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Radiofrequency energy has been investigated as a minimally invasive treatment of fecal incontinence, in a procedure referred to as the Secca procedure. In this outpatient procedure using conscious sedation, radiofrequency energy is delivered to the sphincteric complex of the anal canal to create discrete thermal lesions. Over several months, these lesions heal and the tissue contracts, changing the tone of the tissue and improving continence.
Radiofrequency (RF) energy is a surgical tool that has been used for tissue ablation and more recently for tissue remodeling. For example, radiofrequency energy has been investigated as a treatment of gastroesophageal reflux disease (i.e., the Stretta procedure), in which radiofrequency lesions are designed to alter the biomechanics of the lower esophageal sphincter; in orthopedic procedures to remodel the joint capsule; or in an intradiscal electrothermal annuloplasty procedure, in which the treatment is intended in part to modify and strengthen the disc annulus. In all of these procedures, nonablative levels of radiofrequency thermal energy are used to alter collagen fibrils, which results in a healing response characterized by fibrosis. Recently, radiofrequency energy has been explored as a minimally invasive treatment option for fecal incontinence.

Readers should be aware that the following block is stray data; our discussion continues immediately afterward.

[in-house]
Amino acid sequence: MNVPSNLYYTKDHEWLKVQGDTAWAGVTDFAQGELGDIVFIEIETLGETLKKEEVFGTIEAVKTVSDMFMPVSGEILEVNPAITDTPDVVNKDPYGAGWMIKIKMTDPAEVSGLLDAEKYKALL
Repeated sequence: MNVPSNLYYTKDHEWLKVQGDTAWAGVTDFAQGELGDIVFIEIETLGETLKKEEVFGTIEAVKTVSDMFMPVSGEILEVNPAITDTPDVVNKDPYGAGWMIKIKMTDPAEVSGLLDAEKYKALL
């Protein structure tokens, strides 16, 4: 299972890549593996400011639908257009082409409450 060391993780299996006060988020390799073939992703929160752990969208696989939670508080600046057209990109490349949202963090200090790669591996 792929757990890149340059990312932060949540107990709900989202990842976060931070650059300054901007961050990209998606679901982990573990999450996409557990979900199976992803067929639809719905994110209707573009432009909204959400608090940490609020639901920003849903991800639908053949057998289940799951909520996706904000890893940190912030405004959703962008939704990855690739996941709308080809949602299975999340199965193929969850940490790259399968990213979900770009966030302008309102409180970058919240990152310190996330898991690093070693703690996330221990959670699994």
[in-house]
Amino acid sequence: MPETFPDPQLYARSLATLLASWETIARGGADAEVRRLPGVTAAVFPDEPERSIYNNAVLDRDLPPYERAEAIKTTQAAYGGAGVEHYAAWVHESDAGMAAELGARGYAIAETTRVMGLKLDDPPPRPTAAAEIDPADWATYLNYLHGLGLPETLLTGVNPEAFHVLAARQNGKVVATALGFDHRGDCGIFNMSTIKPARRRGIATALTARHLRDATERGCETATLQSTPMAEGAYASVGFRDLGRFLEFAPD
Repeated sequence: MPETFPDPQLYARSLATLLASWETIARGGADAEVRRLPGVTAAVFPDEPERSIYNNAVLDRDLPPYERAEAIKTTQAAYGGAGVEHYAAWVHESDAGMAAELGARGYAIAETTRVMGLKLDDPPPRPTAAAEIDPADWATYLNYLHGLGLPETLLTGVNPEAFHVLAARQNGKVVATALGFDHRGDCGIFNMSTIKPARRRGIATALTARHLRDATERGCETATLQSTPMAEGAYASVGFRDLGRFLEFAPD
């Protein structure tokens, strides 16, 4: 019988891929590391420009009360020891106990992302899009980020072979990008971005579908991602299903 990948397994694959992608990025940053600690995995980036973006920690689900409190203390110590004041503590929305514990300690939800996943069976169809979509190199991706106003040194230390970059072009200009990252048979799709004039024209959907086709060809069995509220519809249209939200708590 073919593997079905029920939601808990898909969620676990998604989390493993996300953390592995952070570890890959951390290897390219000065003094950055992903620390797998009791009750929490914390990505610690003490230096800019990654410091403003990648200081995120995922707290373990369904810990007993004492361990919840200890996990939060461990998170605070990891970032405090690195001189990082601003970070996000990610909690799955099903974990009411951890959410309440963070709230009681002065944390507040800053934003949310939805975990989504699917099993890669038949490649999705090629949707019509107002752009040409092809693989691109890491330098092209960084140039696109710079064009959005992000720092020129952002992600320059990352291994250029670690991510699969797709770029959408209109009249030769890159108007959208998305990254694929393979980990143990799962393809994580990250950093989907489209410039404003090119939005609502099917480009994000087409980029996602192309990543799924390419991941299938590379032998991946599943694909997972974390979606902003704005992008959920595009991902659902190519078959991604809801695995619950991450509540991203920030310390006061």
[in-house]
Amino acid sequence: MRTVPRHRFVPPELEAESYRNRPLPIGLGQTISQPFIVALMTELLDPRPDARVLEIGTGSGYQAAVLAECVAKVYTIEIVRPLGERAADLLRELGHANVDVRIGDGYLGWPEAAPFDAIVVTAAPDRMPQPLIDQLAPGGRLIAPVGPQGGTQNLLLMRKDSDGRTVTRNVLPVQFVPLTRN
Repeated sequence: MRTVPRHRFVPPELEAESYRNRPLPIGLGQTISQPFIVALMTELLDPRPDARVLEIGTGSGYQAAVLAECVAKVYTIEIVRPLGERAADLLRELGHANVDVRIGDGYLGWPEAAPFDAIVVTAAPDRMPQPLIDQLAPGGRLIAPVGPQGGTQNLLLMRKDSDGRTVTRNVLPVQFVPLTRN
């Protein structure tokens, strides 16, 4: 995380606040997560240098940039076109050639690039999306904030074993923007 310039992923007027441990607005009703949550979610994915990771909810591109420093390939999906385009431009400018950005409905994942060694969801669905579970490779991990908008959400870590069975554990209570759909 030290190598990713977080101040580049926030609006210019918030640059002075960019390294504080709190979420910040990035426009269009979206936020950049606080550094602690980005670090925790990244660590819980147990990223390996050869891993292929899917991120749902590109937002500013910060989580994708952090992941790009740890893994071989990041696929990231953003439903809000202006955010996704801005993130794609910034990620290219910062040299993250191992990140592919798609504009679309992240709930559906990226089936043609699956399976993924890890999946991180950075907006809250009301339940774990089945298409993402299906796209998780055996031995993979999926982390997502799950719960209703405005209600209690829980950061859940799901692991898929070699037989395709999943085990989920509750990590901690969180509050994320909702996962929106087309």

Fecal Incontinence is the involuntary leakage of stool from the rectum and anal canal. Fecal continence depends on a complex interplay of anal sphincter function, pelvic floor function, stool transit time, rectal capacity, and sensation. Etiologies vary and include injury from vaginal delivery, anal surgery, neurologic disease and the normal aging process. Estimated prevalence is 8% of the adult population. Medical management includes dietary measures, such as the addition of bulk-producing agents to the diet and elimination of foods associated with diarrhea; antidiarrheal drugs for mild incontinence; bowel management programs, commonly used in patients with spinal cord injuries; and biofeedback. Surgical approaches primarily include a sphincteroplasty, although more novel approaches, such as sacral neuromodulation or creation of an artificial anal sphincter, may be attempted in patients whose only other treatment option is the creation of a stoma. Radiofrequency energy has also been investigated as a minimally invasive treatment of fecal incontinence, referred to as the Secca procedure. In this outpatient procedure using conscious sedation, radiofrequency energy is delivered to the sphincteric complex of the anal canal to create discrete thermal lesions. Over several months, these lesions heal and the tissue contracts, changing the tone of the tissue and potentially improving continence.
In 2002, the SeccaTM System (Mederi Therapeutics) was cleared for marketing by the U.S. Food and Drug Administration (FDA) through the 510(k) process for "general use in the electrosurgical coagulation of tissue and is intended for use specifically in the treatment of fecal incontinence in those patients with incontinence to solid or liquid stool at least once per week and who have failed more conservative therapy."